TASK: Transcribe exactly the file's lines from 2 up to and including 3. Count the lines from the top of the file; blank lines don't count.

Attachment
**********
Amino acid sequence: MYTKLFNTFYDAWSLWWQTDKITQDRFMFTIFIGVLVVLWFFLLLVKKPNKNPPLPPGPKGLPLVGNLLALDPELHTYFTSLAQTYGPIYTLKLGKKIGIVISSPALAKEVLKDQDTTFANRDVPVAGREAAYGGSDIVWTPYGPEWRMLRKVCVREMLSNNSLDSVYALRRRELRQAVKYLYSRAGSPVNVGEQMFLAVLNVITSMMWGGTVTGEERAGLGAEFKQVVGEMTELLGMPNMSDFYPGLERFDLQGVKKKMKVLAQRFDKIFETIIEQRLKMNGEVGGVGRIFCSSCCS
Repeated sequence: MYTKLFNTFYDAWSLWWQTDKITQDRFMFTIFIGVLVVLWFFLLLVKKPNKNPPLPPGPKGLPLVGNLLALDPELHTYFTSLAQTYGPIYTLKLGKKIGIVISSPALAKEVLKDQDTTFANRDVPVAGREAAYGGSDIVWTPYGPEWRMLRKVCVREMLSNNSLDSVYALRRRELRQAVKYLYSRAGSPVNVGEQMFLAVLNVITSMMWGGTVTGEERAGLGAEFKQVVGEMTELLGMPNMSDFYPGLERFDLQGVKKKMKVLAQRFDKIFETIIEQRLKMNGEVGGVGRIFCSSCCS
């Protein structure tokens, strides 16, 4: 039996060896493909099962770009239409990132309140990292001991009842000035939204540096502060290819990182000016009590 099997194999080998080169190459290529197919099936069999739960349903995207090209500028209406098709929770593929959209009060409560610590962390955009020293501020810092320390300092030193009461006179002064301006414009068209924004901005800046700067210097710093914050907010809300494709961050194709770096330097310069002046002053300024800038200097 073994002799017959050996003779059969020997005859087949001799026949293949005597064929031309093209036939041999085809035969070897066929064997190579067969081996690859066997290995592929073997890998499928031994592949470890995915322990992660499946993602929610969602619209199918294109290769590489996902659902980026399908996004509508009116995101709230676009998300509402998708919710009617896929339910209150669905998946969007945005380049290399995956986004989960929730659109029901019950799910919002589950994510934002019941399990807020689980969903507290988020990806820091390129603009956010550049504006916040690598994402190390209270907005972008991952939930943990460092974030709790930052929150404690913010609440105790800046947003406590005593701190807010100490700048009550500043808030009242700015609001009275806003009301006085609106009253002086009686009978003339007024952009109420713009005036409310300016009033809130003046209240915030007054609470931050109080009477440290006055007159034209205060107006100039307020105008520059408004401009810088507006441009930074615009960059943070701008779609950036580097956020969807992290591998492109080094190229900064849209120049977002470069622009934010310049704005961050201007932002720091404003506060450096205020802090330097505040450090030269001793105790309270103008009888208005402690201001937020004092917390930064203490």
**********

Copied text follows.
Repeated sequence: MYTKLFNTFYDAWSLWWQTDKITQDRFMFTIFIGVLVVLWFFLLLVKKPNKNPPLPPGPKGLPLVGNLLALDPELHTYFTSLAQTYGPIYTLKLGKKIGIVISSPALAKEVLKDQDTTFANRDVPVAGREAAYGGSDIVWTPYGPEWRMLRKVCVREMLSNNSLDSVYALRRRELRQAVKYLYSRAGSPVNVGEQMFLAVLNVITSMMWGGTVTGEERAGLGAEFKQVVGEMTELLGMPNMSDFYPGLERFDLQGVKKKMKVLAQRFDKIFETIIEQRLKMNGEVGGVGRIFCSSCCS
């Protein structure tokens, strides 16, 4: 039996060896493909099962770009239409990132309140990292001991009842000035939204540096502060290819990182000016009590 099997194999080998080169190459290529197919099936069999739960349903995207090209500028209406098709929770593929959209009060409560610590962390955009020293501020810092320390300092030193009461006179002064301006414009068209924004901005800046700067210097710093914050907010809300494709961050194709770096330097310069002046002053300024800038200097 073994002799017959050996003779059969020997005859087949001799026949293949005597064929031309093209036939041999085809035969070897066929064997190579067969081996690859066997290995592929073997890998499928031994592949470890995915322990992660499946993602929610969602619209199918294109290769590489996902659902980026399908996004509508009116995101709230676009998300509402998708919710009617896929339910209150669905998946969007945005380049290399995956986004989960929730659109029901019950799910919002589950994510934002019941399990807020689980969903507290988020990806820091390129603009956010550049504006916040690598994402190390209270907005972008991952939930943990460092974030709790930052929150404690913010609440105790800046947003406590005593701190807010100490700048009550500043808030009242700015609001009275806003009301006085609106009253002086009686009978003339007024952009109420713009005036409310300016009033809130003046209240915030007054609470931050109080009477440290006055007159034209205060107006100039307020105008520059408004401009810088507006441009930074615009960059943070701008779609950036580097956020969807992290591998492109080094190229900064849209120049977002470069622009934010310049704005961050201007932002720091404003506060450096205020802090330097505040450090030269001793105790309270103008009888208005402690201001937020004092917390930064203490």